Farm-bill conferees are discussing setting the level of food-stamp reductions at about $10 billion over the next decade, a compromise between the Senate’s proposed $4 billion cut and the House’s $39 billion in savings.
But that final number could change depending on what policy strings will have to be attached to such a deal to get House conservatives to go along—and any such moves would have to steer clear of alienating too many House and Senate Democrats.
Adding to the complexity is that some Democrats now argue that a $10 billion cut to food stamps would, in reality, represent only part of a larger reduction that is already taking place. They suggest that $11 billion in other savings over the next three years tied to the Nov. 1 expiration of a temporary boost to food-stamp benefits under the 2009 stimulus law should also be counted.
“That means we’ve already absorbed a double-digit cut even before the farm bill is negotiated,” said one Democratic source. The $4 billion cut contained in the Senate bill would—under this argument—then make the Senate’s starting offer a $15 billion reduction. But Republicans don’t go along with that.
That gap between the Senate and House approaches to food stamps, formally known as the Supplemental Nutrition Assistance Program (SNAP), is one of the big hurdles, if not the biggest, in conferees reaching some deal on an overall farm-bill reauthorization.
In all, SNAP spending represents about 79 percent of total spending outlays under the bill for agriculture and nutrition programs—about $764 billion out of the $973 billion authorized through the next decade. More than 47 million Americans—one in seven—benefit from food stamps.
Those with knowledge of the ongoing House and Senate talks say negotiators are trying to find a level of cuts that would maintain support from House and Senate Democrats, including progressives, but also capture enough backing in a floor vote of conservatives in the House.
Overall, a $10 billion figure in 10-year SNAP savings would more than double the $4 billion cut in the Senate bill passed earlier this year under the guidance of Agriculture Committee Chairwoman Debbie Stabenow, D-Mich.
But that may not be such a heavy lift. The additional $6 billion savings above the Senate-proposed level could mostly be paid through a further tweak in how SNAP benefits would be calculated, from a change that has already been incorporated in the Senate bill.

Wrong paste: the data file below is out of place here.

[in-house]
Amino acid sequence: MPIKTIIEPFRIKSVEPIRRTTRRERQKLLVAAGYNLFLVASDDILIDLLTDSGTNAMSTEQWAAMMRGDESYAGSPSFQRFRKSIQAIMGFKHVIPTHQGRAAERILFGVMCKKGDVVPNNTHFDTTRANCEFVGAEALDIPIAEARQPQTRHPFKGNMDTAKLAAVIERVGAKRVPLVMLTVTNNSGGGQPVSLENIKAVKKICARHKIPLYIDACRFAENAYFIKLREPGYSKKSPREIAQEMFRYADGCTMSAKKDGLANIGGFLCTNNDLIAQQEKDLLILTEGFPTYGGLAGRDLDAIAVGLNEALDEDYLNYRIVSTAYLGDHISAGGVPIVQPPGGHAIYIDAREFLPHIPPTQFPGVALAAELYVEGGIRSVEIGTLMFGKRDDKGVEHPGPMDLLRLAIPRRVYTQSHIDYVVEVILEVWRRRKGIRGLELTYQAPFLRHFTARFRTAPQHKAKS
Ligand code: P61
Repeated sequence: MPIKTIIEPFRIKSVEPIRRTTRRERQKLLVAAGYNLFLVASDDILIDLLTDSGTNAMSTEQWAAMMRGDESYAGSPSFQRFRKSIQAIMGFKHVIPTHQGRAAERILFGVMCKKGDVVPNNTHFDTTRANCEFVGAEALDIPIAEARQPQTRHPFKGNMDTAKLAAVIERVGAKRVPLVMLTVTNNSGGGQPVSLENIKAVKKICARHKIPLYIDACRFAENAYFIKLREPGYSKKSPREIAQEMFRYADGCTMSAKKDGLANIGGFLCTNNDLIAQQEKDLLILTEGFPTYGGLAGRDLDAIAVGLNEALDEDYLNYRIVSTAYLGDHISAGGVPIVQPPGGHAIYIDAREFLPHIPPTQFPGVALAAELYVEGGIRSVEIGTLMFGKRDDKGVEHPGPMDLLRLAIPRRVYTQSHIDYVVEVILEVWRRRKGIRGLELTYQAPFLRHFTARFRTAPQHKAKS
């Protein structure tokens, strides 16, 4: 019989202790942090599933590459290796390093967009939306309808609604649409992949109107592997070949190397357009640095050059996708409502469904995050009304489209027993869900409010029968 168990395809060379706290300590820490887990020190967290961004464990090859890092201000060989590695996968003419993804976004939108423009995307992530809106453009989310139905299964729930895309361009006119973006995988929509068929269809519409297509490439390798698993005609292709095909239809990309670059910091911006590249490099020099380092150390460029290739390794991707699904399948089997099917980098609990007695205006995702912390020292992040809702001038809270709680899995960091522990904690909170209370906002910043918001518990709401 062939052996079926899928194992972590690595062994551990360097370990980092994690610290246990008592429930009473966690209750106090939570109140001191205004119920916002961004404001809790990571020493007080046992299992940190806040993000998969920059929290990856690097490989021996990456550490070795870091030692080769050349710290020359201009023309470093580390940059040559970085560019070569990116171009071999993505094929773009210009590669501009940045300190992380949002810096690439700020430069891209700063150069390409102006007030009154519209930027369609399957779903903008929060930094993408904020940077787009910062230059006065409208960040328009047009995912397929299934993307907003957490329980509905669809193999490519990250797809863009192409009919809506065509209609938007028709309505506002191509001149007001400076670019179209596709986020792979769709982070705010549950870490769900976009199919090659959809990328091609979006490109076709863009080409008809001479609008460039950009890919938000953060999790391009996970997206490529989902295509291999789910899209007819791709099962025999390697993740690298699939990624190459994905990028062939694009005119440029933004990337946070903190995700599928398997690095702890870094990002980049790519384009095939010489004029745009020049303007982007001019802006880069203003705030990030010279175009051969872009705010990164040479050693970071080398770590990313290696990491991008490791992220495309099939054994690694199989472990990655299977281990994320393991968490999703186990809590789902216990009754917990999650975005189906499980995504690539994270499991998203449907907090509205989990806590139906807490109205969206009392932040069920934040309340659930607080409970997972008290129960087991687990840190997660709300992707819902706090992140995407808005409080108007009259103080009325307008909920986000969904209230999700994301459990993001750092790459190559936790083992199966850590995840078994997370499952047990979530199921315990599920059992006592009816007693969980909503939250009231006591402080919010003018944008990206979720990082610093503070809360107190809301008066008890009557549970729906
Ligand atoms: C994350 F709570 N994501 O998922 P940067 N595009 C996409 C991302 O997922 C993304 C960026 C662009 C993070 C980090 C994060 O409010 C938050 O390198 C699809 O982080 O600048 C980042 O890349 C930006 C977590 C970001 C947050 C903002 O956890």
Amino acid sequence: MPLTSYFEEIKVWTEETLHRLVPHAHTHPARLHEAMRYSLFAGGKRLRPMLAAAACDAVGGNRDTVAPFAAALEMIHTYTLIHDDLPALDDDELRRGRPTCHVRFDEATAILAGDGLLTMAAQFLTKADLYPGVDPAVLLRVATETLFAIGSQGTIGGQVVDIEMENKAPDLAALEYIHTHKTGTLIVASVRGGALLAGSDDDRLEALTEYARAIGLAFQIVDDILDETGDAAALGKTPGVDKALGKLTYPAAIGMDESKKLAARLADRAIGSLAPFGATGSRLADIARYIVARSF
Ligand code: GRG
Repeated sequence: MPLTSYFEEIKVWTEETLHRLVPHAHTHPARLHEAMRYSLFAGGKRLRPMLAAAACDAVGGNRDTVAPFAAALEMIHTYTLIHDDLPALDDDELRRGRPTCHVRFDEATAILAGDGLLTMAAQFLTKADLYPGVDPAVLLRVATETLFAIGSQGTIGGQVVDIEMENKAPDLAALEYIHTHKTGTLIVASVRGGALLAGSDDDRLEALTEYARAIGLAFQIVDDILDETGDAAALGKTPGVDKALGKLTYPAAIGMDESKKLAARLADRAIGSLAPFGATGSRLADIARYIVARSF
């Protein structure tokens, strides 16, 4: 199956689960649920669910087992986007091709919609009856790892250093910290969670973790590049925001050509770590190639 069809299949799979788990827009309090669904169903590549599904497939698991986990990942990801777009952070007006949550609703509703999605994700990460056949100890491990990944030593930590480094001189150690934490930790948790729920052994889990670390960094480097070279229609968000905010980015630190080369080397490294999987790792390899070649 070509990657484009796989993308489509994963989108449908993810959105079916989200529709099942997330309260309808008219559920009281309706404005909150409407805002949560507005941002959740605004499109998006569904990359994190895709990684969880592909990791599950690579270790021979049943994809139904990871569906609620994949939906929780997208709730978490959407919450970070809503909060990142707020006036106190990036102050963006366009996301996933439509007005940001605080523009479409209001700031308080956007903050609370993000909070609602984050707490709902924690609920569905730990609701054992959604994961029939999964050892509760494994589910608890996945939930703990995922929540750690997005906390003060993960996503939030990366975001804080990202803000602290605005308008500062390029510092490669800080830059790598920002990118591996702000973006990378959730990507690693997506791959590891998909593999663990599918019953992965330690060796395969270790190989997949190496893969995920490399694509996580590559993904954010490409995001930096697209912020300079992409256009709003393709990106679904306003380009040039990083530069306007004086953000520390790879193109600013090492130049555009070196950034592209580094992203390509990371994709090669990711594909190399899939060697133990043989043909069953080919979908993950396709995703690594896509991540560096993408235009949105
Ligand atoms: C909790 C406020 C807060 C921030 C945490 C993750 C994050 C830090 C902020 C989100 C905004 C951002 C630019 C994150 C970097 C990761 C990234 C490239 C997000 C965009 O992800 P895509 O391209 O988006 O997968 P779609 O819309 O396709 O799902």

The SNAP statute now allows for certain deductions in calculating a household’s benefit level—including a shelter deduction that incorporates utility costs. That means that if a family receives benefits through the federal Low Income Home Energy Assistance Program (LIHEAP), this deduction allows for a higher food-stamp benefit for the household. Both the Senate and the House bills this year seek to limit this type of deduction, which has been referred to as the “eat-and-heat” loophole to qualify for additional benefits.
The Senate bill raises the minimum heating assistance to qualify from $1 annually to $10 annually, to get to its $4 billion in food-stamp savings. The House bill raises that to $20 annually to get to about $8.7 billion in food-stamp savings.
That move is seen as likely drawing some Democratic opposition, but not enough to kill the idea, and it would accomplish a bulk of the savings needed to get to $10 billion.
Of course, the Senate is only half of the equation. An initial House version of the bill would have cut $20 billion from the food-stamp program, rather than the $39 billion cut later approved. But it died on the floor from lack of support, with conservative Republicans saying that it cut too little.
Still, efforts now to pursue a two-chamber deal that could bring the even smaller cut of about $10 billion are not seen as necessarily quixotic. That’s because the talks are also described by sources as encompassing consideration of some of the policy changes sought by House Republicans.
Those GOP proposals include requirements for people to find a job or enroll in work-training programs to get benefits. Republicans also are pushing to allow states to drug-test SNAP applicants, a requirement seen as something that would deter some people from pursuing benefits. And they would eliminate the option states have of seeking a waiver from rules that require able-bodied adults to work or participate in job training to get extended food-stamp benefits.
Stabenow has made it clear she is open to looking at ways to tighten up programs and find savings by targeting fraud and abuse, but also that she will not make arbitrary cuts that take away food from people.
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